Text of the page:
The Arabidopsis Cdc2a-interacting protein ICK2 is structurally related to ICK1 and is a potent inhibitor of cyclin-dependent kinase activity in vitro
The Plant Journal
Cyclin-dependent kinases (CDKs) are important regulators of the eukaryotic cell division cycle. To study protein–protein interactions involving plant CDKs, the Arabidopsis thaliana Cdc2aAt was used as bait in the yeast two-hybrid system. Here we report on the isolation of ICK2, and show that it interacts with Cdc2aAt, but not with a second CDK from Arabidopsis, Cdc2bAt. ICK2 contains a carboxy-terminal domain related to that of ICK1, a previously described CDK inhibitor from Arabidopsis, and to the CDK-binding domain of the mammalian inhibitor p27Kip1. Outside of this domain, ICK2 is distinct from ICK1, p27Kip1, and other proteins. At nanogram levels (8 nM), purified recombinant ICK2 inhibits p13Suc1-associated histone H1 kinase activity from Arabidopsis tissue extracts, demonstrating that it is a potent inhibitor of plant CDK activity in vitro. ICK2 mRNA was present in all tissues analysed by Northern hybridization, and its distribution was distinct from that of ICK1. These results demonstrate that plants possess a family of differentially regulated CDK inhibitors that contain a conserved carboxy terminal but with distinct amino terminal regions.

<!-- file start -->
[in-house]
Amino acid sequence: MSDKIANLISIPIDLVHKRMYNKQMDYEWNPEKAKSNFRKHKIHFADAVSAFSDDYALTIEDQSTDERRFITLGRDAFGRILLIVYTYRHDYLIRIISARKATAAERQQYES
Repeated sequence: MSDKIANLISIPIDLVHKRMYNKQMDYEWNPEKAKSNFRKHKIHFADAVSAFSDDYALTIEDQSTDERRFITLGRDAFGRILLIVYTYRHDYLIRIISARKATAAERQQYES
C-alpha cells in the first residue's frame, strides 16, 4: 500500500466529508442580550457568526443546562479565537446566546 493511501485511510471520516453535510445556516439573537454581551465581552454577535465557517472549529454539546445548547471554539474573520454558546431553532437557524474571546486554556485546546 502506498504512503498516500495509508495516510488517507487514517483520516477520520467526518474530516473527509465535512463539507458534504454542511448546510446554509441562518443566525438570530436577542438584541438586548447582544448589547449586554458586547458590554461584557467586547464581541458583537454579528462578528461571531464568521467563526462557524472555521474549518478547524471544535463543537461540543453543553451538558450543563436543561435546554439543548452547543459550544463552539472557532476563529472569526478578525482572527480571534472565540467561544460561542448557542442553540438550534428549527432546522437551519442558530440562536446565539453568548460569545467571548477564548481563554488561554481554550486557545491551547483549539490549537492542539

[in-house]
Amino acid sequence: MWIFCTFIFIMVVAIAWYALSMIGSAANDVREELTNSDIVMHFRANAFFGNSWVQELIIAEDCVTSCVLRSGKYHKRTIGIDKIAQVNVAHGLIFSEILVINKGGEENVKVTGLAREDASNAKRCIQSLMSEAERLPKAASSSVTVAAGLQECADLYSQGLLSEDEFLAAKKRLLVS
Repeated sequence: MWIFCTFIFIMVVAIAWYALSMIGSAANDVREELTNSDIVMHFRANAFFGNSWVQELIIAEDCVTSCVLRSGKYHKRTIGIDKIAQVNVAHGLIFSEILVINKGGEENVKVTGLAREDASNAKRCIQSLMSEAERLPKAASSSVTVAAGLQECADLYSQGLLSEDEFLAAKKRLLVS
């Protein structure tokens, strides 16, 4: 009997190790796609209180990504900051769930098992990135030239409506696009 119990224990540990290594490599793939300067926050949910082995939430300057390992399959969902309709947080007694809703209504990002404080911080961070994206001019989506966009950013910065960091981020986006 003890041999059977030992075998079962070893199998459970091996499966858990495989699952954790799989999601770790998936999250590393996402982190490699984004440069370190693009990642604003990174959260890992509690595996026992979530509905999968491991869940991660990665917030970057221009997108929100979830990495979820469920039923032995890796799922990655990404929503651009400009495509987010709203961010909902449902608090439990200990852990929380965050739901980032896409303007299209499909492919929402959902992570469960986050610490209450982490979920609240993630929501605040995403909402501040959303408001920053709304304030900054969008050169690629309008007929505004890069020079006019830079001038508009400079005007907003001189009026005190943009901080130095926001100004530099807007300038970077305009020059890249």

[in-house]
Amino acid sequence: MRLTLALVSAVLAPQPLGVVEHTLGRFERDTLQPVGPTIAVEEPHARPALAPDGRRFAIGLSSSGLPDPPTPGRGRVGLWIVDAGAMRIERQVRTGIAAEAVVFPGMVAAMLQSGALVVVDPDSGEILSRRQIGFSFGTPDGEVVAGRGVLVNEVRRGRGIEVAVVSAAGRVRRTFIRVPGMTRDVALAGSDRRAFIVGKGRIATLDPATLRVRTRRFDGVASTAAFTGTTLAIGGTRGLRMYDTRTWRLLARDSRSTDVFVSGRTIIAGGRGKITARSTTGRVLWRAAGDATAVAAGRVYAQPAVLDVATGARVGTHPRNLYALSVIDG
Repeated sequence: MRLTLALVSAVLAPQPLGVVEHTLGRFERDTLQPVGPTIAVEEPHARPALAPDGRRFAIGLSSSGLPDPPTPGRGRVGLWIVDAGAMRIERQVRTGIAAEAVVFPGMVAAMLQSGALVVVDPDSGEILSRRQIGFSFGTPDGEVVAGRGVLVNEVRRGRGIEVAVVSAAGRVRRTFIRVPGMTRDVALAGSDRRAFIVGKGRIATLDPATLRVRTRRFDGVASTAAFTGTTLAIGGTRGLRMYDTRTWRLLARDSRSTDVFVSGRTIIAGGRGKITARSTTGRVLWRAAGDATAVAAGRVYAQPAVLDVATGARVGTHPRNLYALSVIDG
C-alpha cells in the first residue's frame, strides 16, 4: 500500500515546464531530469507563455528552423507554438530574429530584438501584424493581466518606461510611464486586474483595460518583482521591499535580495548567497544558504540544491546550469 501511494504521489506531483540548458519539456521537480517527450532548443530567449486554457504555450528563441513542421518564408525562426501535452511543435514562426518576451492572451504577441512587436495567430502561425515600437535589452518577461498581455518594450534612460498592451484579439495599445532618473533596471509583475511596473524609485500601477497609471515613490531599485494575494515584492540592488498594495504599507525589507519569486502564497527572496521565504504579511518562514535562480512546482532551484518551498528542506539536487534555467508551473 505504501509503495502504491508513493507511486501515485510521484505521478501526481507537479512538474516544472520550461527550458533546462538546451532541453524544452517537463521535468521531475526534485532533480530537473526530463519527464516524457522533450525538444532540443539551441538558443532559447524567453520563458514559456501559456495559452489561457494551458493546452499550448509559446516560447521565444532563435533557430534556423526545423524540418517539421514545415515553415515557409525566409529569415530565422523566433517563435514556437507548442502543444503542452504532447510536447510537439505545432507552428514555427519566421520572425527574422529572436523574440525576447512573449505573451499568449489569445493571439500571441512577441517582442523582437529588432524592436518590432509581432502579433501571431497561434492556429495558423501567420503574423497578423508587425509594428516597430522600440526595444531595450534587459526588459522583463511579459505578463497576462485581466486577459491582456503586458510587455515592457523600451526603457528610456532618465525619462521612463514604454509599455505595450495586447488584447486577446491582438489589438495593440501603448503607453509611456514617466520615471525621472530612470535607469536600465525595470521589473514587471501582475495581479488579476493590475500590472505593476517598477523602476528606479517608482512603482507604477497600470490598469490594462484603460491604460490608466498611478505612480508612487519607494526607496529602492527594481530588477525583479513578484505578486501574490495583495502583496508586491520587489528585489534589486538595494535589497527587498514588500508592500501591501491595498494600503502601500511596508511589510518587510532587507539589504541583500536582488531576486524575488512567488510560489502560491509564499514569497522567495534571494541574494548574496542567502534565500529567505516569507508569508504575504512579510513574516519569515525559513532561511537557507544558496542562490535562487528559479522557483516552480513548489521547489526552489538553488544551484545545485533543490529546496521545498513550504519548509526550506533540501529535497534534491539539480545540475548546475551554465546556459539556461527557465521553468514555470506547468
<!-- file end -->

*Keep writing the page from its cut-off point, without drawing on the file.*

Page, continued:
Lui, Helen; Wang, Hong; DeLong, Catherine; Fowke, Larry C.; Crosby, William L.; and Fobert, Pierre R., "The Arabidopsis Cdc2a-interacting protein ICK2 is structurally related to ICK1 and is a potent inhibitor of cyclin-dependent kinase activity in vitro" (2000). The Plant Journal, 21, 4, 379-385.